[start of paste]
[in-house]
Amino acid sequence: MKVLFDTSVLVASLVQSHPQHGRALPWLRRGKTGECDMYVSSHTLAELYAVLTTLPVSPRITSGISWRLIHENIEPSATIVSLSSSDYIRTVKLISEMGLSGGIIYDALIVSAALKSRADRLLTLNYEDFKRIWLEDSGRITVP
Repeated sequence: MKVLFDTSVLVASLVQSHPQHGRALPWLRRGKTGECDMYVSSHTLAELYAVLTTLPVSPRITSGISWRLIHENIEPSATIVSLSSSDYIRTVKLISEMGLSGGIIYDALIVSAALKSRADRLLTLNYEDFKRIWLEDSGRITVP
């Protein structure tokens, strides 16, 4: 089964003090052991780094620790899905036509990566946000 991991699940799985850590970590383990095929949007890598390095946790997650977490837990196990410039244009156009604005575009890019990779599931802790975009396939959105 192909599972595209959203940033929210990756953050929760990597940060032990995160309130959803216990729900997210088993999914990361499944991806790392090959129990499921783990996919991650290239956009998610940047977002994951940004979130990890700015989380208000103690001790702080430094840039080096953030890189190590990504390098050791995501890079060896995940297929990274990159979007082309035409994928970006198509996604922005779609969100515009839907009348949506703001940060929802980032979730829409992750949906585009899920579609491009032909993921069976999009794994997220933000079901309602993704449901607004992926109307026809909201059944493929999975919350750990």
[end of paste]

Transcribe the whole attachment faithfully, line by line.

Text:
[in-house]
Amino acid sequence: MKVLFDTSVLVASLVQSHPQHGRALPWLRRGKTGECDMYVSSHTLAELYAVLTTLPVSPRITSGISWRLIHENIEPSATIVSLSSSDYIRTVKLISEMGLSGGIIYDALIVSAALKSRADRLLTLNYEDFKRIWLEDSGRITVP
Repeated sequence: MKVLFDTSVLVASLVQSHPQHGRALPWLRRGKTGECDMYVSSHTLAELYAVLTTLPVSPRITSGISWRLIHENIEPSATIVSLSSSDYIRTVKLISEMGLSGGIIYDALIVSAALKSRADRLLTLNYEDFKRIWLEDSGRITVP
């Protein structure tokens, strides 16, 4: 089964003090052991780094620790899905036509990566946000 991991699940799985850590970590383990095929949007890598390095946790997650977490837990196990410039244009156009604005575009890019990779599931802790975009396939959105 192909599972595209959203940033929210990756953050929760990597940060032990995160309130959803216990729900997210088993999914990361499944991806790392090959129990499921783990996919991650290239956009998610940047977002994951940004979130990890700015989380208000103690001790702080430094840039080096953030890189190590990504390098050791995501890079060896995940297929990274990159979007082309035409994928970006198509996604922005779609969100515009839907009348949506703001940060929802980032979730829409992750949906585009899920579609491009032909993921069976999009794994997220933000079901309602993704449901607004992926109307026809909201059944493929999975919350750990």